GlenLivet case study: Model to Compute Scottish Water score with Extension to Manage Uncertainty

By: Ron Smith (CEH) and Anders L. Madsen (HUGIN)
13 September 2016


Cryptosporidium parasites are a major cause of enteric disease in neonatal livestock and are also major contaminants of the environment and water supplies in particular. The parasites can survive for 18 months to 2 years in water and are a source of infection for people. Normal water treatments such as chlorination are not effective against Cryptosporidium and the parasite is a major issue for water companies.

The main aim of this research, undertaken in collaboration with The Crown Estate (owners of the Glenlivet Estate), the Moredun Research Institute and Scottish Water, is to examine whether nature-based interventions within the catchment areas could improve the quality and safety of water supplies by minimizing this contamination.

There are a set of directions, available from the website of the Drinking Water Quality Regulator for Scotland, which includes a framework for assessing the risk of Cryptosporidium in public water supplies in Scotland, and shows how to assign a score to an individual water supply depending on the assessed risk.

The work illustrated here translates the framework for a surface water risk assessment within the Cryptosporidium (Scottish Water) Directions 2003 into a BBN. This is a deterministic scoring system where every question has a single answer. The second part adds in a degree of uncertainty in both the answers and the interpretation of the scores. This is an academic exercise to explore how the recognition of uncertainty in some of the answers could alter the outcome.

Interactive Front-end

Below are some HUGIN widgets for interacting with the model. Under the Scores tab you will find the deterministic scores model and under the Uncertainty tab you will find a model extended with a degree of uncertainty.

In the Scores tab you replace the --select-- by one entry from the drop-down menu which is your assessment of the single state applicable to the whole catchment, so for cattle you choose one of none, less than 1 per hectare, more than one per hectare, and unknown. This is the assessment of the number of cattle within the catchment over the entire year. If you do not enter any value, each state is assumed to be equally likely (i.e., the variable has a uniform prior probability distribution), so the score system only works once there is an entry for every input variable. Once this is done, the model will produce a single value for each score (animals, agricultural practice, discharges and catchment management).

In the equivalent entry under the Uncertainty tab, you can either select a single state as before, or you can change the weighting of the states of a variable using the number entry fields. The easiest way of thinking about this is that you are assessing how much of that catchment is in each of the allowed states, so you can enter percentages such as 10 in none, 40 in less than 1 per hectare, 30 in more than one per hectare, and 20 in unknown. The numbers you enter will always be translated into proportions, so if your percentages did not add up to 100 then they will be adjusted inside the computer code. These choices have only been implemented in the Animals column of the Uncertainty model. Technically, the numbers entered are interpreted as likelihoods on the variable with uniform prior probability distribution. The consequence is that the prior distribution used in the model is equal to the (normalized) distribution specified by the user. This version also allows for uncertainty in the appropriate score value assigned to the state of a variable in the Animals column. For example, Cattle at more than one per hectare normally score 12, but in some circumstances maybe another score value such as 11 or 13 would be better. This is achieved by moving away from a one-to-one match of score to state and allowing the model to use a probability distribution over the possible score values for each state of the variable.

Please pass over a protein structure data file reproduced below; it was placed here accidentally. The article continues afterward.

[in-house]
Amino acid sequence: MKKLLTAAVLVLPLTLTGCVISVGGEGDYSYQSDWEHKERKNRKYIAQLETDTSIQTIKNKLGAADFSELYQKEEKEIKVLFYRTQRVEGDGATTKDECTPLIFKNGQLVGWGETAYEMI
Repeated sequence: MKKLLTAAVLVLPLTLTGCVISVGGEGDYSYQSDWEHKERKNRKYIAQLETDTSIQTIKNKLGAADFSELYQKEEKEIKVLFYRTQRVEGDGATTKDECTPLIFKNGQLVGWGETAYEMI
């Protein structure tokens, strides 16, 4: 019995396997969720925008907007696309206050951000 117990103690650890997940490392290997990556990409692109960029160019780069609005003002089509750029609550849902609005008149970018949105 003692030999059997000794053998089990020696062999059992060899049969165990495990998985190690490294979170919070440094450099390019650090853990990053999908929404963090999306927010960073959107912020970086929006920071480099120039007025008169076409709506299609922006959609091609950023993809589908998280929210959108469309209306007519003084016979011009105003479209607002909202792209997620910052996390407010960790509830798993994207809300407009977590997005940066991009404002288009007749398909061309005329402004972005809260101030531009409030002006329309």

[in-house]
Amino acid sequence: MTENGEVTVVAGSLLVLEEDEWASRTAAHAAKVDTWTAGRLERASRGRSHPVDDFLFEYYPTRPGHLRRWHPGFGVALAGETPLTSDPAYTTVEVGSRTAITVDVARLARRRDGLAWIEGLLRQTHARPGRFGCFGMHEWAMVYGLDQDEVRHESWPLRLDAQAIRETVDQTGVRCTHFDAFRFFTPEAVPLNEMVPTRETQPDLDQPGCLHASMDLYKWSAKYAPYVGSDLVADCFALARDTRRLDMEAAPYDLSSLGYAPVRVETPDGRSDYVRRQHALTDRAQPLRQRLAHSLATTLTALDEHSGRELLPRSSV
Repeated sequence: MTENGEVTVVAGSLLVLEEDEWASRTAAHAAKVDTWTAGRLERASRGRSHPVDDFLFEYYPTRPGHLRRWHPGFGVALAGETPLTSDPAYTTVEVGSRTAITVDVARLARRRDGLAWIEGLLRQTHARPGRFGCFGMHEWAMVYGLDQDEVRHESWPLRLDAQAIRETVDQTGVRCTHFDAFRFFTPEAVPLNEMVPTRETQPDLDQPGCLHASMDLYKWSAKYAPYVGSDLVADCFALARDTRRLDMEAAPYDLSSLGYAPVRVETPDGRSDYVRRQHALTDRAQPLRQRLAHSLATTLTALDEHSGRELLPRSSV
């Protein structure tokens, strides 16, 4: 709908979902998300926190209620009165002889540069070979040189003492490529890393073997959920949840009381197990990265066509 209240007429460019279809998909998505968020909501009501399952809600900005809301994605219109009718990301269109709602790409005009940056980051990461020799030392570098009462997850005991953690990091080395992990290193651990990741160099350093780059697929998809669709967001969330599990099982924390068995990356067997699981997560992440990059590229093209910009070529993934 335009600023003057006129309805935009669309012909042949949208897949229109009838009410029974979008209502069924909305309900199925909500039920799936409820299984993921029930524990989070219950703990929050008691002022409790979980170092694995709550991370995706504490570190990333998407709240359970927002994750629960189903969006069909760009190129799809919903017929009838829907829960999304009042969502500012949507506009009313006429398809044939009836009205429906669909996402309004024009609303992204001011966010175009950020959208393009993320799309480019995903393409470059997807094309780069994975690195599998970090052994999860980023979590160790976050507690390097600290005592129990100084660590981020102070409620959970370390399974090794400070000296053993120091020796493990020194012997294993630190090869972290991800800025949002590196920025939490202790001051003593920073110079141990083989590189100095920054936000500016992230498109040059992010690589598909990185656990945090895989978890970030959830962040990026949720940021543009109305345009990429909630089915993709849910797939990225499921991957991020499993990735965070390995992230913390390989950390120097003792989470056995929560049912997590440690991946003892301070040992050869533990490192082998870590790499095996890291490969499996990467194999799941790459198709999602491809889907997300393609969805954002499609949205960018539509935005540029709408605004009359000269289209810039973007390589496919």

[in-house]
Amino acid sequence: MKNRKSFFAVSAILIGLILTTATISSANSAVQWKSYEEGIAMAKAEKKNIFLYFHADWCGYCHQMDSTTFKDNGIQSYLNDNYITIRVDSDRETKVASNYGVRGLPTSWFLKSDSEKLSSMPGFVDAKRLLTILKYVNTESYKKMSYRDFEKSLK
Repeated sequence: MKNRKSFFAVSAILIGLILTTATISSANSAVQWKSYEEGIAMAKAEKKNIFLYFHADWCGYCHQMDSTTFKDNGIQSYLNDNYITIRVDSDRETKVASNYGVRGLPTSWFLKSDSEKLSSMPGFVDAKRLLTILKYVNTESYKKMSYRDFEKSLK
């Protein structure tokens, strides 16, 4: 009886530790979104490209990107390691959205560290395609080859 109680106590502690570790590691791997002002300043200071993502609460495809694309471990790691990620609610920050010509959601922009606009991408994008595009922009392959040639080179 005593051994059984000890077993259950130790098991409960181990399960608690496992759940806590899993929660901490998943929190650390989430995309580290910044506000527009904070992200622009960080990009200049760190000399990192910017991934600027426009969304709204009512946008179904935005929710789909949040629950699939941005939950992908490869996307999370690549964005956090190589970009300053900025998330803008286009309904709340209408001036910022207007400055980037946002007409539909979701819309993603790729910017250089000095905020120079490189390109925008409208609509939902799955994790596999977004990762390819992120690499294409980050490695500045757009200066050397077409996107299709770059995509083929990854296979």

Once the scores from all the raw water categories have been added together, the Cryptosporidium (Scottish Water) Directions 2003 prescribe a raw water monitoring frequency related to the surface water score and the throughput of the water plant. This monitoring frequency is a (non-monetary) measure of the risk perceived by the particular configuration of activities within the water catchment. In the Scores model, this will be a single risk category as specified by the monitoring frequency. However, in the Uncertainty model there can be a (posterior) distribution of risk measures indicating the uncertainty around the risk evaluation given the model chosen and the data that have been input.

Animals Score

Agric Practice Score

Discharge Score

Catchment Management




Agricultural Practices




Catchment Management




Useful references for those interested in BBN include:

Kjærulff, U. B. and Madsen, A. L. (2013) Bayesian Networks and Influence Diagrams: A Guide to Construction and Analysis. Springer, Second Edition.

Contact information

For further details on the paper: Ron Smith

For further details on the use of Bayesian networks and web deployment of models contact: Anders L Madsen (alm(at)hugin(dot)com)